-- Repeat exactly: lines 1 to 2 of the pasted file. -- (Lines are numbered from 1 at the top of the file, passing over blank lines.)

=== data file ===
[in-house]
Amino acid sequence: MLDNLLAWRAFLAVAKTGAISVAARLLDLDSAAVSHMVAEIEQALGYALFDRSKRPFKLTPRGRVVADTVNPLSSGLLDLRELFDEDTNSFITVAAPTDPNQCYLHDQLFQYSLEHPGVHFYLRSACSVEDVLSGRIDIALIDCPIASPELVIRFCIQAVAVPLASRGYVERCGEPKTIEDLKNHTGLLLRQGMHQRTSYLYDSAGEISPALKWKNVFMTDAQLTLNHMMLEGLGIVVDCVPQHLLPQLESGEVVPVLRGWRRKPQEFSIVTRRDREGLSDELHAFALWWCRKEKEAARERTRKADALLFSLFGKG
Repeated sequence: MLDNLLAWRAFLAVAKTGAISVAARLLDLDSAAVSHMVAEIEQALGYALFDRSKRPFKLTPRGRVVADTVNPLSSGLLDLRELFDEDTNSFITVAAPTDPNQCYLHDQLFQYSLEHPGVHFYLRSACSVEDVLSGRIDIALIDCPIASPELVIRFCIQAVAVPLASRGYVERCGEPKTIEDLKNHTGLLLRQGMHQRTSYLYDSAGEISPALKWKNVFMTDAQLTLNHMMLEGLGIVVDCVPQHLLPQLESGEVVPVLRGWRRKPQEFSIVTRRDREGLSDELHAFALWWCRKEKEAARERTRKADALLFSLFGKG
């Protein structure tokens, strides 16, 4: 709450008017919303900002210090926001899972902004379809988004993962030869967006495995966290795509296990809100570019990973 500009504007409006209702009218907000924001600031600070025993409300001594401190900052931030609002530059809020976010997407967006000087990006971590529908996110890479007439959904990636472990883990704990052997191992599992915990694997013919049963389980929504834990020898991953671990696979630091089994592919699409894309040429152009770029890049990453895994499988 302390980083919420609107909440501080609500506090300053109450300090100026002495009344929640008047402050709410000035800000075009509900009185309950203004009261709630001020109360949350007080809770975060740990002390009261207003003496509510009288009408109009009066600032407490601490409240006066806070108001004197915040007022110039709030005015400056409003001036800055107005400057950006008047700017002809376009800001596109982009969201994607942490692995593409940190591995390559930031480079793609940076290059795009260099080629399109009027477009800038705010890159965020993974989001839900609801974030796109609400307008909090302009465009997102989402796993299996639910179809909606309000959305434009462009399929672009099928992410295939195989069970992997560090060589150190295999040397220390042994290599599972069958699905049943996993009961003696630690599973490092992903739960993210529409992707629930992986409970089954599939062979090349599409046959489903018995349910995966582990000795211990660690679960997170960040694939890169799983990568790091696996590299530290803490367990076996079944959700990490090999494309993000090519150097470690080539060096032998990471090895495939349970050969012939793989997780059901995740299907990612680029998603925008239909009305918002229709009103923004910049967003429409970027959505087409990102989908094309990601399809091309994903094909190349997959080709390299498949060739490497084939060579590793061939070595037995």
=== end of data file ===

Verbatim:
[in-house]
Amino acid sequence: MLDNLLAWRAFLAVAKTGAISVAARLLDLDSAAVSHMVAEIEQALGYALFDRSKRPFKLTPRGRVVADTVNPLSSGLLDLRELFDEDTNSFITVAAPTDPNQCYLHDQLFQYSLEHPGVHFYLRSACSVEDVLSGRIDIALIDCPIASPELVIRFCIQAVAVPLASRGYVERCGEPKTIEDLKNHTGLLLRQGMHQRTSYLYDSAGEISPALKWKNVFMTDAQLTLNHMMLEGLGIVVDCVPQHLLPQLESGEVVPVLRGWRRKPQEFSIVTRRDREGLSDELHAFALWWCRKEKEAARERTRKADALLFSLFGKG